The primacy of live performance coupled with the reality that there just aren’t that many labels willing to front the bread for creative improvised music has led to a dearth of entries in Jemeel Moondoc’s discography. Studio dates for the saxophonist are a rarity and it’s for this reason that his pairing with Eremite makes so much sense and has proven so fruitful. Eremite’s most common medium is live performance and a large portion of the label’s catalog features music culled from the annual Fire In the Valley Festival. Likewise Moondoc is at his best in the throes of impromptu divination achievable in front of an appreciative audience. Taped direct to two-track six weeks after the session that marked Moondoc’s debut on the label this disc delivers a complete set by the trio replete with encore. A quick four-count by the leader that symbolically breaks the tethers and it’s time for a collective lift off. For the next three quarters of an hour all three players ride the crest of a spontaneously combusting gust of energy that makes the minutes melt away.
Cook and Voigt bustle back and forth between volcanic eruptions and quieter dispersions, and Moondoc’s sound is similarly varied between raw, raucous honks and elongated, emotionally charged lines. Cook works his cymbals and snare like pinball flippers continually buffeting a gleaming percussive ball into innumerable rhythmic nooks and crannies and racking up copious points along the way. Voigt’s method is more manic as he juggles bow and fingers in a continuous rough caress of his strings. His solo near the ten-minute mark makes the fingers ache just thinking about the tensile strength required to pluck such incessantly demanding patterns. For his part Moondoc dances a woolly jig atop the variegated rhythmic verdure liberally adding splashes of his own melodic paint to the collective canvas. At one point saxophone and stringently sawed bass meet in an acrimonious embrace upended by Moondoc’s vocal cries. At another a viscous bass pulse oozes beneath Moondoc’s sprightly upper-register musings and Cook offers terse stick-driven commentary in response. This is a trio so multifaceted in their approach that the possibility of boredom is summarily abolished as soon they raise their instruments. Doubt the veracity of such a claim? Just take a listen. The clamorous ninety-second encore is the proverbial maraschino on top.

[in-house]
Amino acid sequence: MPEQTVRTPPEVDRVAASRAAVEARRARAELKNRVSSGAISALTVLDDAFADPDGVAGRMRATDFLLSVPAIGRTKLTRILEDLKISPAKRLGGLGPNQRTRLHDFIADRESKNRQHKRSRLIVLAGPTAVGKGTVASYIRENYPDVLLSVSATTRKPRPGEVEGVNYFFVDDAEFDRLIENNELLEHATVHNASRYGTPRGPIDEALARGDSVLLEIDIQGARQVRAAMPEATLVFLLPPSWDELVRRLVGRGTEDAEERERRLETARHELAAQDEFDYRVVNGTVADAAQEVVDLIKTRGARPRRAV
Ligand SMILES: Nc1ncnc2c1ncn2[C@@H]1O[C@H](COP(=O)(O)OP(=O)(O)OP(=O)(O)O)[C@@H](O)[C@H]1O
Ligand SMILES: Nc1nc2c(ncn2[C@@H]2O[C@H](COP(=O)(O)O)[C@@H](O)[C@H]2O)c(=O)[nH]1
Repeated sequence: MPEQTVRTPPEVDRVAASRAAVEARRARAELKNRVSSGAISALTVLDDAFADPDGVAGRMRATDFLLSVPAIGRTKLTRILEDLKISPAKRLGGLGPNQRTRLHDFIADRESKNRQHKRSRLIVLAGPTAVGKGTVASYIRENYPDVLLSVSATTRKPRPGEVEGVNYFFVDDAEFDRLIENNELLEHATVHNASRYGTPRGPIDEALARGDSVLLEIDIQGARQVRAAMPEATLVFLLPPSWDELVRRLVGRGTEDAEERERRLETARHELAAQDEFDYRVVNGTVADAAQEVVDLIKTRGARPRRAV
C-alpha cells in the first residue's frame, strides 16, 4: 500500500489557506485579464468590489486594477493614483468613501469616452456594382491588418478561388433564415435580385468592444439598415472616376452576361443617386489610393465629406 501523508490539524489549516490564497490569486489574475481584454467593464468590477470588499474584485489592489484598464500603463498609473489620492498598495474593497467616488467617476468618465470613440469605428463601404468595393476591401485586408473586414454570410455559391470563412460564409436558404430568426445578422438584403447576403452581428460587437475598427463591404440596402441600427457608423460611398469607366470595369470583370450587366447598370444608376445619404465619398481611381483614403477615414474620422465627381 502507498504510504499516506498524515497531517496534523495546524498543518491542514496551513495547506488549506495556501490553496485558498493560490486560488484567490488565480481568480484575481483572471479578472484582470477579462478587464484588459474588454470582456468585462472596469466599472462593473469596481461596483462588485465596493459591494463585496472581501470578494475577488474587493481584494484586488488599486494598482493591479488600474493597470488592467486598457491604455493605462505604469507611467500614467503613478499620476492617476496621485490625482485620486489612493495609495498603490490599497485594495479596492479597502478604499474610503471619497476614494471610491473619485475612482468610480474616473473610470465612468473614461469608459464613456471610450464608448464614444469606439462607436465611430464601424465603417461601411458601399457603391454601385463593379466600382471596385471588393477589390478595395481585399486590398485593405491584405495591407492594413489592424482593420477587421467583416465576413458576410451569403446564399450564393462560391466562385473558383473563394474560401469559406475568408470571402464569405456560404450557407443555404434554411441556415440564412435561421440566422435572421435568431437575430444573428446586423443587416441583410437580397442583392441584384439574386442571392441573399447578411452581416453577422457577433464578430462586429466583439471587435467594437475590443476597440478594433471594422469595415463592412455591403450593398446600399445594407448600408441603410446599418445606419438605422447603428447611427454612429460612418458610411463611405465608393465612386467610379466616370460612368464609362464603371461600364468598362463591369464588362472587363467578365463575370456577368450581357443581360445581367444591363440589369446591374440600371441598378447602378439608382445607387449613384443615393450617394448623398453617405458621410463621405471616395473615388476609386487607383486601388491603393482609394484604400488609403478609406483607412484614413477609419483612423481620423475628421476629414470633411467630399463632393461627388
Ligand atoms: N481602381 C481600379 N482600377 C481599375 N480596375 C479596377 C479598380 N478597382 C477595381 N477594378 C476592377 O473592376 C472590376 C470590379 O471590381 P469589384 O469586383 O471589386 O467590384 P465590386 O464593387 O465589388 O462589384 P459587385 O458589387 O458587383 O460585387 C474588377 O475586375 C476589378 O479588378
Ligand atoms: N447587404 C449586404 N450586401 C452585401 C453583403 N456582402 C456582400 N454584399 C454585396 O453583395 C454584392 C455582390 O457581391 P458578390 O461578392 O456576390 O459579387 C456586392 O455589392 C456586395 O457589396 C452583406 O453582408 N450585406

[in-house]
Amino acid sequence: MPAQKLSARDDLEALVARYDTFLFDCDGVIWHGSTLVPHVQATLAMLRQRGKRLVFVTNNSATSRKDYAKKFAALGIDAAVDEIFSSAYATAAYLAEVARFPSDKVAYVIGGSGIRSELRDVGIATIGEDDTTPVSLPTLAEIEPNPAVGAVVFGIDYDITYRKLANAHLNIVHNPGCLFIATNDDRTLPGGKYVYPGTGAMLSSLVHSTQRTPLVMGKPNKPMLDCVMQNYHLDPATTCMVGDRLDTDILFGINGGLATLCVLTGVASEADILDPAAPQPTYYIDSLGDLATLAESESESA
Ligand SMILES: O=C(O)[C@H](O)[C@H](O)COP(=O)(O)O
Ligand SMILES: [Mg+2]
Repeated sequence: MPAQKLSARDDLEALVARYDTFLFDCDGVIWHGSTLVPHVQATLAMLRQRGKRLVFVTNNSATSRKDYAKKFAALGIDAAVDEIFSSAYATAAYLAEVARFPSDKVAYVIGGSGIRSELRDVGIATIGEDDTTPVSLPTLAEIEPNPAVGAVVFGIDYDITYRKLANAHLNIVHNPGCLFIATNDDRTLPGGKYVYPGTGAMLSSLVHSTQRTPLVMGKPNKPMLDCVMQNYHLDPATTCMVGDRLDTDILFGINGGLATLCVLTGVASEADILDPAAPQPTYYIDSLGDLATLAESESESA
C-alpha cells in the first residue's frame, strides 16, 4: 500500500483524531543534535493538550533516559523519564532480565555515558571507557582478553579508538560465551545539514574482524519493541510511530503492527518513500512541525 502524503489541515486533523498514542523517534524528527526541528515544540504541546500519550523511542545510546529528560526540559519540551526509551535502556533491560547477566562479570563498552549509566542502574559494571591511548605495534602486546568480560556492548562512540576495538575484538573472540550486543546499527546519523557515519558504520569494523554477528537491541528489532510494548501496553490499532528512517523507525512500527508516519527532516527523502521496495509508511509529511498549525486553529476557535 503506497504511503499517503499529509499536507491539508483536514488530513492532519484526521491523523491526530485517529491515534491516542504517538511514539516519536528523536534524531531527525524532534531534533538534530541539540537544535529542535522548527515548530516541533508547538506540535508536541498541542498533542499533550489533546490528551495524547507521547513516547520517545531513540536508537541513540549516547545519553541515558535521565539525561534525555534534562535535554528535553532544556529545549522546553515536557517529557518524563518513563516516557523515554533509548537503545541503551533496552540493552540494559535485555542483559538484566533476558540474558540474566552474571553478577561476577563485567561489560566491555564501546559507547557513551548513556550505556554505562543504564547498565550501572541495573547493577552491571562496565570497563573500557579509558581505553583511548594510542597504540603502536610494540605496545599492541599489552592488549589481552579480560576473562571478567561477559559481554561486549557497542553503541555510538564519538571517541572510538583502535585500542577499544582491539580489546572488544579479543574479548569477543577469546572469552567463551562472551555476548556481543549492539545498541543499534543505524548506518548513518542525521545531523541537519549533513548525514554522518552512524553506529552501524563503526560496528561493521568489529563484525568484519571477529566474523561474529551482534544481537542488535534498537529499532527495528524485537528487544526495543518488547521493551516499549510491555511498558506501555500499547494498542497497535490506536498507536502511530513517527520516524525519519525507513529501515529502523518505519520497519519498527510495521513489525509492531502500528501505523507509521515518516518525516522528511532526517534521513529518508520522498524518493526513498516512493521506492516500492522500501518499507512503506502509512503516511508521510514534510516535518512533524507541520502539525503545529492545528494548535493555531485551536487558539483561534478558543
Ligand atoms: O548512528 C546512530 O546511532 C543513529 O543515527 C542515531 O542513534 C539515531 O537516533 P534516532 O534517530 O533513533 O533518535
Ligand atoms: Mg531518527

Those souls fortunate enough to witness this concert came away with an earful. Thanks to the diligent efforts of Eremite the day lives on and can be marveled at by an audience of global proportions. Here’s hoping that ever widening numbers of these world citizens acquire an awareness of the pearls awaiting them in the translucent depths of this music and decide to take the plunge.
Tracks:Fire In the Valley/ Encore.
Players:Jemeel Moondoc- alto saxophone; Laurence Cook- percussion; John Voigt- bass.
I was first exposed to jazz in 1961 (at age 10) when I was in a shopping arcade in Southport, England with my parents. I fell in love with the music playing over the PA system; Take Five by the Dave Brubeck Quartet
I was first exposed to jazz in 1961 (at age 10) when I was in a shopping arcade in Southport, England with my parents. I fell in love with the music playing over the PA system; Take Five by the Dave Brubeck Quartet. After going through Rock 'n Roll, the Beatles and Heavy Metal/Hard Rock phases over the next eight or so years, I finally bought my first jazz album; We're All Together Again for the First Time by Dave Brubeck, Paul Desmond and Gerry Mulligan. I was hooked on jazz, and still am 40+ years later.
I moved from England to the USA in 2002, and founded the Brookfield Jazz Society in 2005.
I became editor of the quarterly IAJRC Journalin 2012. The magazine goes to the worldwide membership of the IAJRC (International Association of Jazz Record Collectors) and many major libraries and educational establishments around the world.
As well as being the editor of the IAJRC Journal, I write about jazz and review CDs, vinyl, DVDs and books on jazz.
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